It’s common for people to wonder, “What does it mean to put an apostrophe after an S?” It can get a bit confusing. To get it right, you need to understand what a possessive is.
Possessives are used to show ownership; to show that something belongs to someone. “The president’s official airplane” is one example. The airplane belongs to the president, of course. But there is only one president; after all, you don’t have two presidents of the same country. So, this is a singular possessive made by adding an apostrophe and an “s.”
But with a phrase such as “the thieves’ jewels,” you have a plural noun: thieves. Most of the time, a plural noun will be formed by adding “s” to it. In this case, you also change the spelling but don’t worry about that now. The main issue is the final letter, which is “s.” Houses, cats, clouds, essays, rainbows: these are all plural nouns.
As you can see, the fact that the thieves (illegally) possess the jewels is shown simply by adding an apostrophe after the noun and after the letter “s.” They may not possess these valuables for long unless they’re clever and know how to escape the police, but they do for now. And that’s how you form a plural possessive.
To recap, usually if the noun is singular, the apostrophe will go before the s, but if the noun happens to be plural, the apostrophe will go after the s.
Plural Possessive Examples
- The Simpsons’ spaceship (the spaceship belongs to the Simpson family; you make the family name plural to show that you’re referring to all of the family members)
- The dogs’ tails (the tails belong to the dogs)
- The lakes’ water (the water belongs to the lakes)
You have to be careful with the last example because if you only wish to talk about one lake, you must write: “the lake’s water.” In this case, that’s a singular possessive.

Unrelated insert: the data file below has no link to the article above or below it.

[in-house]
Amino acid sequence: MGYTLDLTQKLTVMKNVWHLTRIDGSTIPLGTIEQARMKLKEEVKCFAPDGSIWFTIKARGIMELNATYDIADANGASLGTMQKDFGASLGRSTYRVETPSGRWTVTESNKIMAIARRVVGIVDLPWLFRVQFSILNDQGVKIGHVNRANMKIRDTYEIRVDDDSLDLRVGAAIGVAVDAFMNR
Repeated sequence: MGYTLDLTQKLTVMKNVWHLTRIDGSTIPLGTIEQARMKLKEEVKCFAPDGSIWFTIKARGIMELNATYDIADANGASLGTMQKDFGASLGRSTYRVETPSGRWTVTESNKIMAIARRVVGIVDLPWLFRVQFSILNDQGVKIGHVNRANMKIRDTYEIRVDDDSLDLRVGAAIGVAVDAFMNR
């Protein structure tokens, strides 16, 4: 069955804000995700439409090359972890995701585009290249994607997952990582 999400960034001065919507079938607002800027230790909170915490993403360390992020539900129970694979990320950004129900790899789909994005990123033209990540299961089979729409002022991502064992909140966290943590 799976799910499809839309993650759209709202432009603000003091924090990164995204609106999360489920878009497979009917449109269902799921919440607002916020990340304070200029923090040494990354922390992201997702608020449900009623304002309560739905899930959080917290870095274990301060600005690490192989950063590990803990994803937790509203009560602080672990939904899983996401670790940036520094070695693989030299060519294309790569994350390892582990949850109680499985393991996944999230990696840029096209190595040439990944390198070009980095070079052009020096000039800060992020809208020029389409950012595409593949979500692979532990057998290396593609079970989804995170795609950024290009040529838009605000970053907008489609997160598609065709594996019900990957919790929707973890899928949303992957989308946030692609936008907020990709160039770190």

An even bigger problem these days is when people write sentences such as this: “None of the monkey’s looked happy in the zoo.” There is no reason to use an apostrophe to make a possessive here. The sentence is only talking about monkeys in the plural. They do not own anything! However, this is a commonly repeated mistake across the Internet.
Sometimes it’s hard to see how the possessive works. “You owe me three months’ pay immediately!” Oh, I do? Let me check my wallet. And my grammar guide. Why is there an apostrophe after “months?” Because the pay is equal to three months of work. In a sense, the pay belongs to those three months. It’s like saying “three months of pay.” If you can use the word “of” in the sentence, then you probably need an apostrophe.
Irregular Plural Possessives
Now that you think you’ve learned all the rules, you’re in for a surprise. There’s another type of plural possessive: the irregular plural possessive. The children’s work was so poorly done that the teacher fainted and had to go to the hospital. Okay, this might not really happen, but I used to be a teacher, and sometimes I felt like fainting!
The main point is this. “Children” is already plural. You cannot add “s” to the word itself to make it plural. So when you want to show possession, you put the apostrophe first, then the “s.” Here are some more examples.
- The women’s babies (“women” is the plural form of “woman”)
- The firemen’s trucks (“firemen” is the plural of “fireman”)
- The dice’s roll (“dice” always means there is more than one)
These look like singular possessives, but they aren’t.
Compound Plural Possessives
You may have thought we had exhausted all of the plural possessives, but there’s one more rule you need to know. It deals with compound plural possessives. For example, “Sam and Dave” is a compound. There are two parts. So which of the following is correct?
- Sam and Dave’s song was number one for six months.
- Sam’s and Dave’s song was number one for six months.
The correct one is the first. Why? Because Sam and Dave made or performed the song together. It belongs to both of them. Only one possessive needs to be given. But you need to be careful.
- Lucy’s and Gina’s cars are the fastest on my street.
- Mick’s and Rod’s views on equal rights are impressive.
In these two examples, you need two possessives, one for each proper noun. Lucy and Gina both have different cars. Mick and Rod have separate views. However, what if Lucy and Gina were mother and daughter, and both of them had the same cars? Then you need to change the sentence to “Lucy and Gina’s cars are the fastest on my street.”
With compound plural possessives, it’s important to remember you have to think a little and decide whether you are talking about two separate people or things, or a single unit with two parts.